Advertisement
YOU ARE HERE: LAT HomeCollections

California

CSC Gets $1.6-Billion Motorola Contract

March 28, 2003|Joseph Menn | Times Staff Writer

Computer Sciences Corp. said Thursday that it won a 10-year contract valued at about $1.6 billion to run most of Motorola Inc.'s computer systems, the largest outsourcing deal in terms of total dollars for the El Segundo firm in more than a year.

Under the arrangement, CSC will hire 1,300 Motorola employees and buy some of its machines. Motorola, based in Schaumburg, Ill., makes cellular phones and other electronic communications equipment.

CSC shares jumped $1.54, or 5%, Thursday to $33.37 on the New York Stock Exchange, their highest level this month. The company gave no estimate of the contract's effect on earnings for its fiscal fourth quarter, which ends today.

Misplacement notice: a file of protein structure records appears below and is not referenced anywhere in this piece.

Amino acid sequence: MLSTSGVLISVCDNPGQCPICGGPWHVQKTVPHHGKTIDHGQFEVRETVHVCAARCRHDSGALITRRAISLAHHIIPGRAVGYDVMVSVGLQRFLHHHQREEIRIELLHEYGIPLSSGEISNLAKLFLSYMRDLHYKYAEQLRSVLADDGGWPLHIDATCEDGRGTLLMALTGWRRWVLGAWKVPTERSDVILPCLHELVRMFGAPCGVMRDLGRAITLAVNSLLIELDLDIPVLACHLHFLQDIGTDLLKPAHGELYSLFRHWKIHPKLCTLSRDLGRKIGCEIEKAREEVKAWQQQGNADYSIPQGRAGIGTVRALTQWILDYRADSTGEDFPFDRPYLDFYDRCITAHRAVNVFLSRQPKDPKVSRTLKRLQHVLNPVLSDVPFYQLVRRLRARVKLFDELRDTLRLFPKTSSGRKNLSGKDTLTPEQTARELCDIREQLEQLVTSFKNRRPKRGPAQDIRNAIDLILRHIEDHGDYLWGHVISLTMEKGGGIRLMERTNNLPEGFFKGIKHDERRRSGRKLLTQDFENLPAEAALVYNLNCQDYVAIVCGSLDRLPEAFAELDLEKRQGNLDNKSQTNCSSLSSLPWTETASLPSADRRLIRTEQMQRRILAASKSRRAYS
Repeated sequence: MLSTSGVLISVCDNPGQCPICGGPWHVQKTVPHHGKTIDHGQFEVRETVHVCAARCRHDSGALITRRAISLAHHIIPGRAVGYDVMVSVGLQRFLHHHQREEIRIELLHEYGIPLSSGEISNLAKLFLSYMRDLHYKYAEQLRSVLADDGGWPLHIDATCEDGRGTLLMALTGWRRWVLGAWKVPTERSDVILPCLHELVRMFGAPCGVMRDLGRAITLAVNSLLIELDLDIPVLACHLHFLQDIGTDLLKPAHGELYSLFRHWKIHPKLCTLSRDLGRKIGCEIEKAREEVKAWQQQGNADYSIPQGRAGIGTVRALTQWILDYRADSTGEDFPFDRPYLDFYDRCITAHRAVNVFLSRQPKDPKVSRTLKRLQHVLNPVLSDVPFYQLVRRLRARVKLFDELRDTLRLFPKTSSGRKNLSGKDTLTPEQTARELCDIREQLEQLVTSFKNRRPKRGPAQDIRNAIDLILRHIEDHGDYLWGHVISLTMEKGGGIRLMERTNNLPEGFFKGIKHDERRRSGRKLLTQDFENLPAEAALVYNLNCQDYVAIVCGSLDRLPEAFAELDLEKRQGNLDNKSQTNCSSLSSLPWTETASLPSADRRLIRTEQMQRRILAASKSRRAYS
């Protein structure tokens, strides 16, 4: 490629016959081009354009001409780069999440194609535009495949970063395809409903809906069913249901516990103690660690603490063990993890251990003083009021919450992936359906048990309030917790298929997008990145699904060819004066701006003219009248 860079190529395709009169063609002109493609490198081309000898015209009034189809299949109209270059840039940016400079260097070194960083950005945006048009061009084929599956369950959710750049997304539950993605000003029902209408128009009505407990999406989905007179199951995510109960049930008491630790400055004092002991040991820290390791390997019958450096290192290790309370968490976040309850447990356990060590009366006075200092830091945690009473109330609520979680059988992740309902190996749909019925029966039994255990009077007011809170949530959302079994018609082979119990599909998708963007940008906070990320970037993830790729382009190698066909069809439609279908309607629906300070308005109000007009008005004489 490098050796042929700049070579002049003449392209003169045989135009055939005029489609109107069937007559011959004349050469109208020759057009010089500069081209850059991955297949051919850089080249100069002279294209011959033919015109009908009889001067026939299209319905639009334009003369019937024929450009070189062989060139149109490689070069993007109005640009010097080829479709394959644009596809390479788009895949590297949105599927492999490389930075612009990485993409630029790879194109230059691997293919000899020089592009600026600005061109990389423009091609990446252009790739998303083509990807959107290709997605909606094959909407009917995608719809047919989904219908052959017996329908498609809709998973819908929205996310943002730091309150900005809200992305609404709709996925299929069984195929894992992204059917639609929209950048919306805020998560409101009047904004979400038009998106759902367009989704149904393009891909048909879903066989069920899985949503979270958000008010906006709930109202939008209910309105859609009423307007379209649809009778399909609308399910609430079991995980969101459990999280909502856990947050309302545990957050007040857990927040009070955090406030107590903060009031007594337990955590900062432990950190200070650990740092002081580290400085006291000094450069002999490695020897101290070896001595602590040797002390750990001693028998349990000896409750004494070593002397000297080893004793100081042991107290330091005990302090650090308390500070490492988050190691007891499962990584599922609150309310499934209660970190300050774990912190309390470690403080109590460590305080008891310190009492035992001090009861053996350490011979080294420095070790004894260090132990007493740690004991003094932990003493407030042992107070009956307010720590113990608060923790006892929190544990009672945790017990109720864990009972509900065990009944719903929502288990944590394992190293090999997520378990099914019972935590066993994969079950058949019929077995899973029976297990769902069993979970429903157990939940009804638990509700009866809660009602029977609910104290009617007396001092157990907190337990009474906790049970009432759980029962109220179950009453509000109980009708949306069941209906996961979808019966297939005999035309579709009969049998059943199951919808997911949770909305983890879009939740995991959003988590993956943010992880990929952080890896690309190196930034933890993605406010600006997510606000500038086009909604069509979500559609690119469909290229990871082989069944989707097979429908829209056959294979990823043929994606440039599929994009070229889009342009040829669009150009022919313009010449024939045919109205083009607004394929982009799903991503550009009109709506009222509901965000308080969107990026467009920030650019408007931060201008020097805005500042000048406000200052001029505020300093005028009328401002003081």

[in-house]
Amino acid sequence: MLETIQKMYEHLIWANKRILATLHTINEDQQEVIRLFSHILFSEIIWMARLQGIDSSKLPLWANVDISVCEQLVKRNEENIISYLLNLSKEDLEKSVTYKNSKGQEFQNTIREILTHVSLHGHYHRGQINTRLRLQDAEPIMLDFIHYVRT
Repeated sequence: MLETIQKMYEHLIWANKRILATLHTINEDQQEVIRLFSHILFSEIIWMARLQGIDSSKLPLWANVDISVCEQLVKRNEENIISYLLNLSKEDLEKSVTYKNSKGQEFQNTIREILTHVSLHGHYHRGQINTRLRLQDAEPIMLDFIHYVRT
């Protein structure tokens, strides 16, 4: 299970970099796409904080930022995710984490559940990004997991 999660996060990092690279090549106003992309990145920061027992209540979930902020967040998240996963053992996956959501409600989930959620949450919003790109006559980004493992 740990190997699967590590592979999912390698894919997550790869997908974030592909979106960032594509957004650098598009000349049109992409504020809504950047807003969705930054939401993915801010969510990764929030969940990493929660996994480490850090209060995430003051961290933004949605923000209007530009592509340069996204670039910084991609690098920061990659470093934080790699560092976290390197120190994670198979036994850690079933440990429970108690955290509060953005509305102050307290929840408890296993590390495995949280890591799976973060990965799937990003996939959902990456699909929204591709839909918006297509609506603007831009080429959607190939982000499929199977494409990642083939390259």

Competition among CSC, IBM Corp. and other technology outsourcing companies is intense, and analysts said CSC may have benefited from turmoil at Electronic Data Systems Corp., which also was considered for the Motorola job.

The deal was a "positive surprise" for CSC and could add about 3 cents a share to the company's earnings for its fiscal 2004, said analyst David Garrity of American Technology Research Inc. in Old Greenwich, Conn.

CSC spokesman Mike Dickerson said companies such as Motorola will continue to offload their information technology functions to save money in a slumping economy.

"Outsourcing remains a primary engine of growth for the entire information technology services industry," Dickerson said.

Motorola had previously turned to smaller outsourcing deals as it tried to cut costs, said spokeswoman Margot Brown. She said the proposal from CSC was "fiscally attractive" and includes prices that will fluctuate with the use of some resources.

Motorola shares slipped 6 cents to $8.45 on the NYSE.

CSC has been managing some National Security Agency technology since 2001 in a 10-year contract valued at $2 billion to $5 billion. It is negotiating an outsourcing deal with the British mail system estimated to be worth $2.3 billion over 10 years.

Reuters was used in compiling this report.

Advertisement
Los Angeles Times Articles
|
|
|